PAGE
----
The media often describe you as a maverick, and a lot of people recognise that you are one of the most powerful political orators in the country. Rhetoric is a dangerous weapon. Who do you feel accountable to for how you use it?
Well, the dictionary definition of ‘maverick’ is ‘an unbranded beast’. I don’t mind that. But insofar as it’s commonly used to denote someone who is erratic and unpredictable, I utterly reject it. In fact, my political views are entirely consistent.
Insofar as I am an orator, I have been born with attributes like anyone else – some can play football, some can do mathematics, some can speak. Who I am accountable to is, in the first place, the people who have elected me – five times – fully cognisant, let me tell you, of everything I’ve ever said in public (since my opponents and the media make sure that they are). I am accountable to my own conscience. And I’m accountable, in the end, to God.
This edit was originally published in the September 2005 issue of Third Way.
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|⇑2||In fact, the first peer-reviewed study, published on 29 October 2004, estimated the number of excess deaths caused, directly or indirectly, by the invasion and occupation of Iraq at 98,000. The second study, published on 11 October 2006, was to increase that figure to almost 655,000.|
|⇑3||See eg news.cornell.edu/stories. However, such figures have been strongly disputed.|
|⇑5||In 2004, he won substantial damages from both the Christian Science Monitor and the Daily Telegraph over articles published the previous year that claimed he had received money from Saddam Hussein’s regime.|
|⇑6||I’m Not the Only One (Penguin, 2005)|
|⇑7||See eg theguardian.com/world.|
|⇑9||We could find no record of this in Hansard.|
|⇑10||See eg outlookindia.com/how-jimmy-carter-and-i-started-the-mujahideen.|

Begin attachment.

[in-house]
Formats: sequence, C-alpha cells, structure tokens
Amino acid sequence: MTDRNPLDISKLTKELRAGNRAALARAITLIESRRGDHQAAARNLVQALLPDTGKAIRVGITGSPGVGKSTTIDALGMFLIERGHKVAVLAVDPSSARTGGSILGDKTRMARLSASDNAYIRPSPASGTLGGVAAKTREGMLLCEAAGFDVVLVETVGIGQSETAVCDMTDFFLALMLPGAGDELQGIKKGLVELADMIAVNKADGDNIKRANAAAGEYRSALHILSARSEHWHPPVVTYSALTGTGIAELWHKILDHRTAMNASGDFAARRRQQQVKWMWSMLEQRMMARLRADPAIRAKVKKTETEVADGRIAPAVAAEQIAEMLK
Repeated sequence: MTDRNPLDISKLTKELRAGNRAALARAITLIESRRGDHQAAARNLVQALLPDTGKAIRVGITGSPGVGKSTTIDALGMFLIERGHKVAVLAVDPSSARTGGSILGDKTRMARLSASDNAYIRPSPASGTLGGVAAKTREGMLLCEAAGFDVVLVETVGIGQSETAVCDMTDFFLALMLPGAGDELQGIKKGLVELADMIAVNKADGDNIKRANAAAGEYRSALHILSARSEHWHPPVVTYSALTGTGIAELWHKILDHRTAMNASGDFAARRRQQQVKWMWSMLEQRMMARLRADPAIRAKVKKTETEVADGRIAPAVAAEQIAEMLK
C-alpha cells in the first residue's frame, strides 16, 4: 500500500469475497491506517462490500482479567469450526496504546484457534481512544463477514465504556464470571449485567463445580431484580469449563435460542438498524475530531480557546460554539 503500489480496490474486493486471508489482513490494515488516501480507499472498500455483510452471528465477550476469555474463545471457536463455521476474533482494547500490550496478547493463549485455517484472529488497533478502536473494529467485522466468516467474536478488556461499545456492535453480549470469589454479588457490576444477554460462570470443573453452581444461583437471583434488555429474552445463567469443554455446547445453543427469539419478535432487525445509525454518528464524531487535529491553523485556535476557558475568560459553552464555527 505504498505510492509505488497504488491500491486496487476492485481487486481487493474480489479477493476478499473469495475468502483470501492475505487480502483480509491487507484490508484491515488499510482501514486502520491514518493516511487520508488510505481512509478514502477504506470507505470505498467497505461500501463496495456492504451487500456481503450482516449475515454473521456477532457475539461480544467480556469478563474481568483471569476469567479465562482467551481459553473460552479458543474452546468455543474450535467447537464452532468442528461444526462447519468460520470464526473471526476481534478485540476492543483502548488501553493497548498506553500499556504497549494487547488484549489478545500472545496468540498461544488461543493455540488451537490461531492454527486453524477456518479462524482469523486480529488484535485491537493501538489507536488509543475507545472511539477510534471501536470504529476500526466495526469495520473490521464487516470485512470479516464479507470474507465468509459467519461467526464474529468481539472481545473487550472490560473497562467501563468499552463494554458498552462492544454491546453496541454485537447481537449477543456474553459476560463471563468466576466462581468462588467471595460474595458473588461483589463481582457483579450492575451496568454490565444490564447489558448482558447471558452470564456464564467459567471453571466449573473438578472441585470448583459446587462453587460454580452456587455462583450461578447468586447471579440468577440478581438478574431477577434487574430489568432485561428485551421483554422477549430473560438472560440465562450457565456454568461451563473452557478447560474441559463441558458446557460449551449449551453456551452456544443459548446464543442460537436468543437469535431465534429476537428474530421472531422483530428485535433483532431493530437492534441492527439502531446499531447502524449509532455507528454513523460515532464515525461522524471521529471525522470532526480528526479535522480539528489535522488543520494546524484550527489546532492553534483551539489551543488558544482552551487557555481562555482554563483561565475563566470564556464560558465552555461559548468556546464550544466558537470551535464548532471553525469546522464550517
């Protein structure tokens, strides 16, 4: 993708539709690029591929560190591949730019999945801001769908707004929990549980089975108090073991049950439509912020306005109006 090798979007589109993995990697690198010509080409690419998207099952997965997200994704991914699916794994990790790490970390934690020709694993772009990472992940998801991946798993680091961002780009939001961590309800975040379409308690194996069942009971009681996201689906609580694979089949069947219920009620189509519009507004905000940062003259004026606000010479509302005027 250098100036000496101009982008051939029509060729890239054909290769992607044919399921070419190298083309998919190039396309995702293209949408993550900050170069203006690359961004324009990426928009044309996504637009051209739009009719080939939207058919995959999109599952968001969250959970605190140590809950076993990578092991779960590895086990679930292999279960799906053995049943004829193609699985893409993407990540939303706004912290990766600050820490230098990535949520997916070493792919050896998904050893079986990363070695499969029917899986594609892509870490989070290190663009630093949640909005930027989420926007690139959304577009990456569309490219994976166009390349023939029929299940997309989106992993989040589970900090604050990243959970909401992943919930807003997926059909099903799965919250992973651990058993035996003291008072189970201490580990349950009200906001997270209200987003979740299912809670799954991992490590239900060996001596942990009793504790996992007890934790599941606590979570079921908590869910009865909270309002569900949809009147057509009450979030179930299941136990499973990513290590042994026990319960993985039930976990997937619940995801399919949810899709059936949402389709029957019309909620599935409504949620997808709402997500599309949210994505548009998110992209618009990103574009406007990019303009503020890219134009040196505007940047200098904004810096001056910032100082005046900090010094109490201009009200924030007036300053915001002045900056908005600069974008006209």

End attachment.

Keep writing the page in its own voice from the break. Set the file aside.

|⇑11||The camps where in 1982 an estimated 1,700 Palestinian refugees were massacred by Phalangist militiamen while the Israeli army stood by|
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George Galloway was born in 1954 and was educated at Harris Academy in Dundee.
He started work in 1972, first as a general labourer in the city’s parks and then from 1973 as a production worker for Michelin Tyres. He became an active trade unionist, and from 1977 to 1983 was a professional organiser for the Labour Party. At the age of 26, he was the party’s chair in Scotland.
From 1983 to 1987, he was employed as general secretary of War on Want.
He stood for Parliament for the first time in 1987, taking the once safe Conservative seat of Glasgow Hillhead for Labour from Roy Jenkins. He represented the constituency (redrawn in 1997 as Glasgow Kelvin) until 2005, in 1997 winning 51 per cent of the vote.
He was expelled from the Labour Party in October 2003, primarily on the grounds that he had incited Arabs to fight British troops and incited British troops to defy orders.
In 2004, he formed the coalition Respect (‘Respect, Equality, Socialism, Peace, Environment, Community, Trade unionism’) and stood unsuccessfully as a candidate for the European parliament. In May 2005, he was elected Respect MP for the formerly safe Labour seat of Bethnal Green & Bow, with 35.9 per cent of the vote.
In 1998, he set up the Mariam Appeal, named after a four-year-old Iraqi girl he had brought to Britain for treatment for her leukemia.
He writes regular columns in the Mail on Sunday and the Morning Star.
He is the author of I’m Not the Only One (2004), and co-author with Bob Wylie of Downfall: The Ceausescus and the Roumanian revolution (1991).
He has one daughter from his first marriage, which was dissolved in 1999 after 20 years. His second, Palestinian-born wife announced in 2005 that she was filing for divorce.
Up-to-date as at 1 August 2005